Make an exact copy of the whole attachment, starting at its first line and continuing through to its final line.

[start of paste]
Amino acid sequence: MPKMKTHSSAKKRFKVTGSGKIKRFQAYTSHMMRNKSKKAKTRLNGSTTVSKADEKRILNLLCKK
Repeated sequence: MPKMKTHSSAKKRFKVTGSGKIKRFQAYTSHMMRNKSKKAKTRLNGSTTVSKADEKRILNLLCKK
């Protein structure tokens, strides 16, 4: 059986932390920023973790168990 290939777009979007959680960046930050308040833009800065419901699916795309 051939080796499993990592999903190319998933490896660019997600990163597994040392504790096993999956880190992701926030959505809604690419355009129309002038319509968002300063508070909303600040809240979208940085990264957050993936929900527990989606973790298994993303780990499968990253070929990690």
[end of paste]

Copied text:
Amino acid sequence: MPKMKTHSSAKKRFKVTGSGKIKRFQAYTSHMMRNKSKKAKTRLNGSTTVSKADEKRILNLLCKK
Repeated sequence: MPKMKTHSSAKKRFKVTGSGKIKRFQAYTSHMMRNKSKKAKTRLNGSTTVSKADEKRILNLLCKK
């Protein structure tokens, strides 16, 4: 059986932390920023973790168990 290939777009979007959680960046930050308040833009800065419901699916795309 051939080796499993990592999903190319998933490896660019997600990163597994040392504790096993999956880190992701926030959505809604690419355009129309002038319509968002300063508070909303600040809240979208940085990264957050993936929900527990989606973790298994993303780990499968990253070929990690």